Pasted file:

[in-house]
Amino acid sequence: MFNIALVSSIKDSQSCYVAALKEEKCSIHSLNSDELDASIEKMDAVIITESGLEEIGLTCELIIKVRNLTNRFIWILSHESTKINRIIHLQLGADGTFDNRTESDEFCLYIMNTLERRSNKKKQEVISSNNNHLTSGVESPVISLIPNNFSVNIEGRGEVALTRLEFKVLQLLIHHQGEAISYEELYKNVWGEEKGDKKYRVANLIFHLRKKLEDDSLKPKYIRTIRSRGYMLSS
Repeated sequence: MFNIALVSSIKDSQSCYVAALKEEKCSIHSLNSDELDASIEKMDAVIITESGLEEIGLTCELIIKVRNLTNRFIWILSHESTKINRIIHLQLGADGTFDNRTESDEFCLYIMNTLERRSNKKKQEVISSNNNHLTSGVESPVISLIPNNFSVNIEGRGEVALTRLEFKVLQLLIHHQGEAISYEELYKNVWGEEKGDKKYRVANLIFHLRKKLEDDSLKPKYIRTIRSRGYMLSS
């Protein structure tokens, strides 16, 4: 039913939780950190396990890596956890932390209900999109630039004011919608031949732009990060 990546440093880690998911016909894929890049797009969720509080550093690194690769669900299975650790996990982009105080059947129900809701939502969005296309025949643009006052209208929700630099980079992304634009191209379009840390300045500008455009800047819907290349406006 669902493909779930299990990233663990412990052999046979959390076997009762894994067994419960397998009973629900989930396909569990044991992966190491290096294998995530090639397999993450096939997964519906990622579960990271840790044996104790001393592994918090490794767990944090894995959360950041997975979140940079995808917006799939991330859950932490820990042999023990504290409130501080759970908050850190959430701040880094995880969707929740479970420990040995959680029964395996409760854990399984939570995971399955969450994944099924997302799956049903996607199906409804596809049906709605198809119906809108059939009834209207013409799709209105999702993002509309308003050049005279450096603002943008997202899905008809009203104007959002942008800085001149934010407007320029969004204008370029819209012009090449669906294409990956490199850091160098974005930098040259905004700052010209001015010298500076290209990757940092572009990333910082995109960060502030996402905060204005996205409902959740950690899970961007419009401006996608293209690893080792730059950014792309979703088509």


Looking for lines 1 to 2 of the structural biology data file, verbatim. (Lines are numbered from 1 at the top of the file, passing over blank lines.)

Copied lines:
[in-house]
Amino acid sequence: MFNIALVSSIKDSQSCYVAALKEEKCSIHSLNSDELDASIEKMDAVIITESGLEEIGLTCELIIKVRNLTNRFIWILSHESTKINRIIHLQLGADGTFDNRTESDEFCLYIMNTLERRSNKKKQEVISSNNNHLTSGVESPVISLIPNNFSVNIEGRGEVALTRLEFKVLQLLIHHQGEAISYEELYKNVWGEEKGDKKYRVANLIFHLRKKLEDDSLKPKYIRTIRSRGYMLSS